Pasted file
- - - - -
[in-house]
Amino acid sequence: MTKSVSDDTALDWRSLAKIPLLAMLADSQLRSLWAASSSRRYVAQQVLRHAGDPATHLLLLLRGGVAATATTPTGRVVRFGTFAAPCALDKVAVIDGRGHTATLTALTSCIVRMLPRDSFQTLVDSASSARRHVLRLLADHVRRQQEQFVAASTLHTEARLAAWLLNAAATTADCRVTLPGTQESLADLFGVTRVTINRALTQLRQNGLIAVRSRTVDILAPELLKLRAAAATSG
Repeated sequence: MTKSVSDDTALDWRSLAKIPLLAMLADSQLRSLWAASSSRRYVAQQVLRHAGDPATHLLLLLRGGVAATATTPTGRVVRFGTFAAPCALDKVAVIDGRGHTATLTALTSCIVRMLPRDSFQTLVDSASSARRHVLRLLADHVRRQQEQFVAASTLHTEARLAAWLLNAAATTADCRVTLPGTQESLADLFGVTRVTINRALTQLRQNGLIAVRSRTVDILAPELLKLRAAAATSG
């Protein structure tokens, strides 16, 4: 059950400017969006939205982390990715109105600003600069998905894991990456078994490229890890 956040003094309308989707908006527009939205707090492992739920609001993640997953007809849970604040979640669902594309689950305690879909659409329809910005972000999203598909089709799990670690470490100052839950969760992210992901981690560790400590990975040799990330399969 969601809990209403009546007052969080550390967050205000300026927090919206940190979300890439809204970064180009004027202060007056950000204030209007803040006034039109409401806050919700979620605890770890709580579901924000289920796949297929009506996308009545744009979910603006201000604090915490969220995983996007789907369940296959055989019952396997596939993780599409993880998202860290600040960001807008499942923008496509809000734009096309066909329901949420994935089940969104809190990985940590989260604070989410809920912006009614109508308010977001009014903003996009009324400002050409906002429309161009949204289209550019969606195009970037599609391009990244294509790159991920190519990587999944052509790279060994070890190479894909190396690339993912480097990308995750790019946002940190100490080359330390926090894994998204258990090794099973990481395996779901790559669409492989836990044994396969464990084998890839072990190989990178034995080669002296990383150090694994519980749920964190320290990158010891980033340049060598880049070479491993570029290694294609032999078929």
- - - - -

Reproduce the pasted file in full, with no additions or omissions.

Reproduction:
[in-house]
Amino acid sequence: MTKSVSDDTALDWRSLAKIPLLAMLADSQLRSLWAASSSRRYVAQQVLRHAGDPATHLLLLLRGGVAATATTPTGRVVRFGTFAAPCALDKVAVIDGRGHTATLTALTSCIVRMLPRDSFQTLVDSASSARRHVLRLLADHVRRQQEQFVAASTLHTEARLAAWLLNAAATTADCRVTLPGTQESLADLFGVTRVTINRALTQLRQNGLIAVRSRTVDILAPELLKLRAAAATSG
Repeated sequence: MTKSVSDDTALDWRSLAKIPLLAMLADSQLRSLWAASSSRRYVAQQVLRHAGDPATHLLLLLRGGVAATATTPTGRVVRFGTFAAPCALDKVAVIDGRGHTATLTALTSCIVRMLPRDSFQTLVDSASSARRHVLRLLADHVRRQQEQFVAASTLHTEARLAAWLLNAAATTADCRVTLPGTQESLADLFGVTRVTINRALTQLRQNGLIAVRSRTVDILAPELLKLRAAAATSG
């Protein structure tokens, strides 16, 4: 059950400017969006939205982390990715109105600003600069998905894991990456078994490229890890 956040003094309308989707908006527009939205707090492992739920609001993640997953007809849970604040979640669902594309689950305690879909659409329809910005972000999203598909089709799990670690470490100052839950969760992210992901981690560790400590990975040799990330399969 969601809990209403009546007052969080550390967050205000300026927090919206940190979300890439809204970064180009004027202060007056950000204030209007803040006034039109409401806050919700979620605890770890709580579901924000289920796949297929009506996308009545744009979910603006201000604090915490969220995983996007789907369940296959055989019952396997596939993780599409993880998202860290600040960001807008499942923008496509809000734009096309066909329901949420994935089940969104809190990985940590989260604070989410809920912006009614109508308010977001009014903003996009009324400002050409906002429309161009949204289209550019969606195009970037599609391009990244294509790159991920190519990587999944052509790279060994070890190479894909190396690339993912480097990308995750790019946002940190100490080359330390926090894994998204258990090794099973990481395996779901790559669409492989836990044994396969464990084998890839072990190989990178034995080669002296990383150090694994519980749920964190320290990158010891980033340049060598880049070479491993570029290694294609032999078929």